“Eugene didn’t know if he believed in the devil beyond the wicked things people did of their own accord, but if the devil had a face, it would look like Johnny Walker’s.”

A queer, southern gothic horror novella set in small-town Louisiana, drenched in the atmosphere of the Deep South in the midst of the Public Enemies era. THE BAYOU is now available in ebook and paperback, and free to read in Kindle Unlimited! Content warnings are listed at the bottom of this post.

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The summer of 1935 was a hot one: the kind of damp, heavy heat that seemed like it would last forever. The scent of roses hung stilted in the air, an all-pervading perfume that clung to Eugene’s clothes and caught in the back of his throat. People moved slowly, like they were walking underwater; even the birds sang sluggishly, and the frogs croaked their dusk songs under duress. The weather felt like something dying.

A cop was bleeding out in front of the National Bank.

He lay on his back, eyes wide and staring as he gasped uselessly for air. He should have been dead before he hit the ground, the back of his head blown clean off and his brains leaking onto the pavement. Instead, he clung to the edge of life, refusing to accept the inevitable. The entry wound from a single bullet burrowed messily in between his eyes. Flies were already starting to gather, humming discordantly around his face like a threat.

Eugene stared at him from the other side of the street, pressed flat to the ground and using his car as a shield. He had dropped to the pavement as soon as the shooting started, the gunfire the only thing loud enough to drown out the cicadas screaming from the trees. Keeping his camera curled protectively against his chest, he shut his eyes and tried to breathe. If he breathed through his nose, he could smell the cop dying: blood so dark it looked black on the asphalt, bowels loosening as his body gave up on him. If he breathed through his mouth, he could taste it.

He hadn’t come to Baton Rouge to take pictures of a dead cop, not even one the papers would laud as a hero. Never mind the fact that the cop had shot first, that there might not have been any violence at all if he’d been a little less keen on pulling that trigger.

Eugene opened his eyes as a pair of boots came into view on the other side of the car’s undercarriage. Black and polished to a shine, out of place in a desperate bank robbery. Eugene straightened up by inches, balancing his camera on the roof of the car as he slicked his hair out of his face one-handed. His glasses were slipping down his nose and sweat pooled in the small of his back, his shirt limp from the humidity, as his heart rabbited behind his ribs.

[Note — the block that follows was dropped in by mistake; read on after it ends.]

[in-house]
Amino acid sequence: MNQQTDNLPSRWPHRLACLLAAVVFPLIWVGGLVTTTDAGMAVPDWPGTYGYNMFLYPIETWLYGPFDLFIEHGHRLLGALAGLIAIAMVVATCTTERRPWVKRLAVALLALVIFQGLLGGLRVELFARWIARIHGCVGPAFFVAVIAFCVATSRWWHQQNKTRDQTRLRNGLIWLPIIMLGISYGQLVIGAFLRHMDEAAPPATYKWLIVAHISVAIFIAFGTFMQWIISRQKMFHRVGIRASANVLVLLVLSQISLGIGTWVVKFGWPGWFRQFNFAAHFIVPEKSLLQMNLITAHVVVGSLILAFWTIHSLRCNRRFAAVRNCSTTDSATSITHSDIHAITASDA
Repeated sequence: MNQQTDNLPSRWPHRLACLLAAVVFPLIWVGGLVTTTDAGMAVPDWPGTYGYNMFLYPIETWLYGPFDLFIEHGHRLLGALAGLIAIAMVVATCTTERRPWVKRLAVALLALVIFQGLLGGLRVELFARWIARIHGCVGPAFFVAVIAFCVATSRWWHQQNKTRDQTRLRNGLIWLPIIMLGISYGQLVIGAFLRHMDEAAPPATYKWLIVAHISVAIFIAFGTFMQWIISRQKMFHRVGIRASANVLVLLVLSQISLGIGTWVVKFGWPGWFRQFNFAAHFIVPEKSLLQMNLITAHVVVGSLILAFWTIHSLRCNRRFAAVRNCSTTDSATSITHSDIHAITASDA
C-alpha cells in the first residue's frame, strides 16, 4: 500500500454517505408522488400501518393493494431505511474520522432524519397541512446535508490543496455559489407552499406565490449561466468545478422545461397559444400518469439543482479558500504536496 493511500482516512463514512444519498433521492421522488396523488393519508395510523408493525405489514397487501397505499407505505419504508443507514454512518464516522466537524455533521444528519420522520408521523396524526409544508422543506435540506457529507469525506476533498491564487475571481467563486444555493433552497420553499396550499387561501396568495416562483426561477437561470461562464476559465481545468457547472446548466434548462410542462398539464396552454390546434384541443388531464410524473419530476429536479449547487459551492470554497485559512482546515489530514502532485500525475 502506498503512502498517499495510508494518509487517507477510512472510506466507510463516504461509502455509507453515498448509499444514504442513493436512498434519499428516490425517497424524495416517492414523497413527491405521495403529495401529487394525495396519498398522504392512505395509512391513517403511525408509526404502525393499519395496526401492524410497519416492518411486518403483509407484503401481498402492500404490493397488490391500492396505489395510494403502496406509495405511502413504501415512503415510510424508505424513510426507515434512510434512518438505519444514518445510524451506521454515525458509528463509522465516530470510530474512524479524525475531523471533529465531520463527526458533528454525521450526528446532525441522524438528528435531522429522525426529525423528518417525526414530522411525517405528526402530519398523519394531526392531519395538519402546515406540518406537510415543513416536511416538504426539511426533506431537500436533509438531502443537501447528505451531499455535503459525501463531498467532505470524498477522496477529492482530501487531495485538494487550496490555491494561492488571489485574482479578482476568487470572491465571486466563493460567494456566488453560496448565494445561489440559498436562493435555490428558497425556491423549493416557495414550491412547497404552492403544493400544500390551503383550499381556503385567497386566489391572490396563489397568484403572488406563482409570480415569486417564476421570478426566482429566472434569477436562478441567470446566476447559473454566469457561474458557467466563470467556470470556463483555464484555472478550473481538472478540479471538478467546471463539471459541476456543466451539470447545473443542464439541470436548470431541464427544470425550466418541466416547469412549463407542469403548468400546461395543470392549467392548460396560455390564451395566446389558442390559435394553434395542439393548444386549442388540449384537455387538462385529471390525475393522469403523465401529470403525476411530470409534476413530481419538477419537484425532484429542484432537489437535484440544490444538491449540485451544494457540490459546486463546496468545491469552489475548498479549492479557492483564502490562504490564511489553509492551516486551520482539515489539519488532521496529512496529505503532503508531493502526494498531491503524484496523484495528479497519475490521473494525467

Johnny Walker stood in the middle of the street like the heat didn’t bother him and bullets couldn’t touch him. Like there wasn’t a cop dying at his feet. Angelique Monnet stood by his side, her revolver pointed to the ground, a bag of stolen cash in her other hand. The gun was a Colt Peacemaker, the name as ironic as they came, long-nosed and gleaming dully in the sun. Monnet looked indifferent to the violence, her sharp eyes flickering up and down the street, cataloguing witnesses and potential threats, before settling on Walker. His tommy gun rested against his shoulder, his hat set at a smart angle to keep the sun out of his eyes, but it did nothing to hide his face.

Eugene froze, his fingers locked around the camera. Johnny Walker met Eugene’s gaze through the lens as Eugene pressed his finger to the trigger and snapped the shot. It was over in a fraction of a second, but his heart stuttered and skipped a beat at the look they shared, as if Walker knew him. He didn’t. They had never set foot in the same town together, before Baton Rouge.

Johnny Walker and Angelique Monnet had been declared public enemies months ago. Together they had mapped a trail across America, zigzagging back and forth across state lines all through the South and Midwest, leaving a wake of bodies and stolen cash behind them. They were a handsome couple, Walker in his sharp suits and Monnet in her flashy black dresses, both of them with smiles like razorblades for the cameras. They took up residence in the public consciousness like they belonged there, and Eugene, pale-faced in his ill-fitting suits, was pulled to them like a moth to the flame. They made trouble at every turn, always skipping just out of reach of the law, like stones over water. They couldn’t keep it up forever, the authorities promised, grim and mirthless. They would burn bright for a few months and then die hard, the same as all the others before them.

Eugene wasn’t so sure. There was something almost preternatural about the way their luck ran, like they had God or the devil on their side. They had a wildness about them, something beyond the guns and the way they laughed in the sweltering heat, their teeth white like animals’.

Walker broke into a slow smile, his coal-dark eyes still locked on Eugene’s, before he turned and murmured something to Monnet. As one, they broke away from the scene of the crime, piling into a dusty black car and tearing off as the mournful wail of city sirens closed in.

THE BAYOU is a 33,000-word southern gothic novella with an m/m relationship, firmly planted in the horror genre. Content warnings: on-page suicide, child sexual abuse, one scene of dubious consent, period-typical homophobia, graphic descriptions of gore and violence, gun violence, religion, blasphemy, smoking.

Amazon: Ebook, paperback, and free to read in KU


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